Sunday, July 26, 2009

"Stuck Together" - SOLD



I REALLY like this one. I've been thinking a lot lately about my propensity to put things down as I see them. I mean, obviously I interpret a bit, but when it comes to color, I stay fairly true to what I see. It seems to be in my nature. But I'd like to experiment with exaggerating some colors and maybe ... maybe even putting some colors where they aren't at all! I've heard that if you stay true to value (light/dark), you can make the colors anything you want. I keep thinking I'll do one wild and crazy painting where no one color is true, but I haven't found the guts for it yet. I feel if I can do one extreme version of this then I'll be more likely to experiment in small amounts elsewhere. Any advice?

18 comments:

Mary Sheehan Winn said...

Really, Carol.
I never get tired of these simple but dynamic setups. The fabric is beautifully done. I'm even hoping you'll do some peppers again ;)
I have no advice about the wild color, but I will say that I begin to see the compliments in the painting and to play them up. I'm struggling to paint a white object with the clarity that you do, by NOT putting in so much color. Maybe it's just about the way we see color. Whatever you do, will be lovely.

Mark Bridges said...

I have a pair of 3d glasses, i use the red lens to check for values. I was thinking of just looking through the red side to squirt out some random paint, then paint and see how it comes out. It would look monochrome the whole time until i took off the glasses. There a few folks that do nice painting in wild colors but when you convert to gray scale, it looks like a blank canvas. All color and no values. Harley does a lot of wild colors in proper values and you/we like his work. go for it.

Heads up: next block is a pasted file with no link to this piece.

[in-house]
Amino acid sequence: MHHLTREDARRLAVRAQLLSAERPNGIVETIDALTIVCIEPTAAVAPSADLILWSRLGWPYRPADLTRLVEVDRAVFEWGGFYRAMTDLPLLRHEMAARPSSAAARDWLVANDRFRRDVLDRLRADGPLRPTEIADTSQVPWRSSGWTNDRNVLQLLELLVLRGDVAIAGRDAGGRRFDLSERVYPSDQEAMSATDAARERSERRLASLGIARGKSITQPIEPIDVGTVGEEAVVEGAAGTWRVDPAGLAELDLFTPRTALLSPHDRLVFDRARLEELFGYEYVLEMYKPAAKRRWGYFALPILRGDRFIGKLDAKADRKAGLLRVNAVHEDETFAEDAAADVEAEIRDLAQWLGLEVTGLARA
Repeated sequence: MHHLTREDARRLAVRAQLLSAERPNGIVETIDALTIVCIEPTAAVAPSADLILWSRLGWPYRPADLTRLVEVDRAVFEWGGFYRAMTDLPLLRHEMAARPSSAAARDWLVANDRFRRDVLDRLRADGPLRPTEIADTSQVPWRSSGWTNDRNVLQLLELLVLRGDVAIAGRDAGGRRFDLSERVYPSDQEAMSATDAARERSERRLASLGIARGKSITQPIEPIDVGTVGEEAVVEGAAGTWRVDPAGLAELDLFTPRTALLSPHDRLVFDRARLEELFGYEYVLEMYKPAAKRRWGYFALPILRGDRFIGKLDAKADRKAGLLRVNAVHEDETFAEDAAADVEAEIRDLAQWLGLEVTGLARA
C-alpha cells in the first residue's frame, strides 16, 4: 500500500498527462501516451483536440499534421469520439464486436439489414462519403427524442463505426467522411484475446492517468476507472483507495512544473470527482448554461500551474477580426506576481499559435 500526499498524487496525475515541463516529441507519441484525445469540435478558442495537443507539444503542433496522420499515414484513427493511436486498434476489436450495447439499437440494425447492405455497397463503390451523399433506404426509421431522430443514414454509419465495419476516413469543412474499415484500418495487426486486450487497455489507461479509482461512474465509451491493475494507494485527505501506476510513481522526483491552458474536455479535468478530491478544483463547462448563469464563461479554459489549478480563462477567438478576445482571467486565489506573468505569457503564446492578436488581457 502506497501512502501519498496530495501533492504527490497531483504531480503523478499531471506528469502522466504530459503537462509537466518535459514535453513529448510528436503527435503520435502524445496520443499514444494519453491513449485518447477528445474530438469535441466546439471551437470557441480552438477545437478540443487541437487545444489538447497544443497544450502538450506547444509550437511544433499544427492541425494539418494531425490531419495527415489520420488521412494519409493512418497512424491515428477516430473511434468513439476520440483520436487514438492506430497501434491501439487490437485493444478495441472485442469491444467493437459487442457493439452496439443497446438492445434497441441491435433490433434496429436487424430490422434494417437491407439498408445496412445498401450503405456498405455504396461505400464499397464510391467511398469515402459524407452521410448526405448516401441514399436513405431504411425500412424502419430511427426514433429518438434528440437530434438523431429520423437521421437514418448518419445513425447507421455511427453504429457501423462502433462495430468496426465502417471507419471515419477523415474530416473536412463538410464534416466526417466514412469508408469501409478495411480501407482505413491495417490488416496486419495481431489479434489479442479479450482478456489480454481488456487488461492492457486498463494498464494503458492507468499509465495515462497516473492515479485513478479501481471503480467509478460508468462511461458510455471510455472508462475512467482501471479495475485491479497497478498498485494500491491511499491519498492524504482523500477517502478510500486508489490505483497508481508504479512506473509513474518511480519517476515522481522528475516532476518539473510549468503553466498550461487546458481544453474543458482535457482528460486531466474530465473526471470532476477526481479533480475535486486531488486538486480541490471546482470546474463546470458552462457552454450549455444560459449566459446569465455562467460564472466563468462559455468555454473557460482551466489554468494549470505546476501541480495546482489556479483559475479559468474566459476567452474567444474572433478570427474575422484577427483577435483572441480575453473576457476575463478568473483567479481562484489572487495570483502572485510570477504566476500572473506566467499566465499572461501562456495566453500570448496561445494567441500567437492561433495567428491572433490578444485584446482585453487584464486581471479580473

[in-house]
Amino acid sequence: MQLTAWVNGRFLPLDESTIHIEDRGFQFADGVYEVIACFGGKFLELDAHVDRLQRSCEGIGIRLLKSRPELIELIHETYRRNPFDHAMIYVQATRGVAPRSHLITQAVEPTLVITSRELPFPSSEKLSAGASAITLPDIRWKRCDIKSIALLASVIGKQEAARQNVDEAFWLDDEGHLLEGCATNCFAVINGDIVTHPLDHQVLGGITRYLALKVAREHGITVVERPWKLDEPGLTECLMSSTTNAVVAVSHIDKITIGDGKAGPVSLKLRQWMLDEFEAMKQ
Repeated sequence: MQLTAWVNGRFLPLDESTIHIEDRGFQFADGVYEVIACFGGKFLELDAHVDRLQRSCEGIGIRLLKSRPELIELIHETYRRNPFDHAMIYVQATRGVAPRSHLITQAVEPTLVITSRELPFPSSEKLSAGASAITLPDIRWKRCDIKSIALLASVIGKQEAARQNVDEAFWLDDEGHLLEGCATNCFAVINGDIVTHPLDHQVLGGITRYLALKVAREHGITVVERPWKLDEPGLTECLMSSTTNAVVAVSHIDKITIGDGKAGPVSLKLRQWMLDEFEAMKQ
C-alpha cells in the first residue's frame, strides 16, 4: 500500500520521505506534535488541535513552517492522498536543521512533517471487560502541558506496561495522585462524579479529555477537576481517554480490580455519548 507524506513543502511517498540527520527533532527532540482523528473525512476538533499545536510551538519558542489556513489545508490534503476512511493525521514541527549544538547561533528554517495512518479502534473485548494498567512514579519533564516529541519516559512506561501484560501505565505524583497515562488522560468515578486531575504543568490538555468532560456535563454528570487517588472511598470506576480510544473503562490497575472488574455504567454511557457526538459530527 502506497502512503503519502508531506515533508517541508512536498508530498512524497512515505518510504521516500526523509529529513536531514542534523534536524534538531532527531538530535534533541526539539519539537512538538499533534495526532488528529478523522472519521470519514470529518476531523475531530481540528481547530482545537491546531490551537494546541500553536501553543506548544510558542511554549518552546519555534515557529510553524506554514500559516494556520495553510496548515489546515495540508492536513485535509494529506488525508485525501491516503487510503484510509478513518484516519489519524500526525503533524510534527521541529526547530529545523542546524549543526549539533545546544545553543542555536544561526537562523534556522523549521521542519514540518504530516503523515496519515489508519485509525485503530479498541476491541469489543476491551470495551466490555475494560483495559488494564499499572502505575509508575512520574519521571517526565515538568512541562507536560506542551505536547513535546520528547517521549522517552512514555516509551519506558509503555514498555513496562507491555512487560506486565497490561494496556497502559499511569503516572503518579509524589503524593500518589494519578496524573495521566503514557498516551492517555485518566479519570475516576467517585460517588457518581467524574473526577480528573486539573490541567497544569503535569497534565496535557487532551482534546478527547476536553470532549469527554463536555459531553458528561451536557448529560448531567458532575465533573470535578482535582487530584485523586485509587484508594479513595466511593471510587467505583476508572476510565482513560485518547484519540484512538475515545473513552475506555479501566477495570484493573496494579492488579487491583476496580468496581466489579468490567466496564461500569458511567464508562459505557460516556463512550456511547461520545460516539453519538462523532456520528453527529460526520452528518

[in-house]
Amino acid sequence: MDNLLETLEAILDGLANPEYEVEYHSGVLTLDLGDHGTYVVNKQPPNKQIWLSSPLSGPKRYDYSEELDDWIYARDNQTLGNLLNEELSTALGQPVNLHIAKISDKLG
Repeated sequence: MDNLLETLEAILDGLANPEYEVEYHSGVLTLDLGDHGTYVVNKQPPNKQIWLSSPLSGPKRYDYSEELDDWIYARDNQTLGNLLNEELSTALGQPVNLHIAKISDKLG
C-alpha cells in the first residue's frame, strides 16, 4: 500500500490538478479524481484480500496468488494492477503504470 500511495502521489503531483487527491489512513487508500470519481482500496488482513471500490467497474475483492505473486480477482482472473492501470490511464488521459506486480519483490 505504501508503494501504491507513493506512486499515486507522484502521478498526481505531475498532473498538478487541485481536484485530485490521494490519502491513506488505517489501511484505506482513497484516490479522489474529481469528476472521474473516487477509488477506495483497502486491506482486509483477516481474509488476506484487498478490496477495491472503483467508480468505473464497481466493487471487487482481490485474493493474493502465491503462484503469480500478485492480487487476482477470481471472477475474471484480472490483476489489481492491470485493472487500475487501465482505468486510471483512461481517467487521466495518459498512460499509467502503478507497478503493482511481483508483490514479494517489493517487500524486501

robin peterson said...

No guts, no glory.

Sorry Carol I couldn't resist! I'm generally a silent follower but I really enjoy your blog, thanks for sharing.

Carolyn Finnell said...

As they say, no guts, no glory. Go for it. What's the worst thing that could happen? A wiper?

Gary said...

Go for it girl (as they say on the movies)give us a treat! PLEASE PLEASE PLEASE ... it is great fun and almost unbelivable. I can't wait to see purple apples and blue bananas.

Marina Petro said...

My advice is...Just do it! You only live once...
xxxooo

Shirley Peters said...

I use photoshop when I want to take risks. Play around with the original picture in PS, changing a color or tonal value, then output a print, then paint that... it might help with the transition.

Kelley Carey MacDonald said...

I always heard that if you got the values right, the color could be anything, too, but I've never had the guts to try! I do have a successful friend who hates the color of roads, so her roads are always yellow, pink or green, and they look right - nobody notices the oddness of the color till she brings it up. I like this one, especially the little calligraphy on the cloth.

painting4thevoiceless said...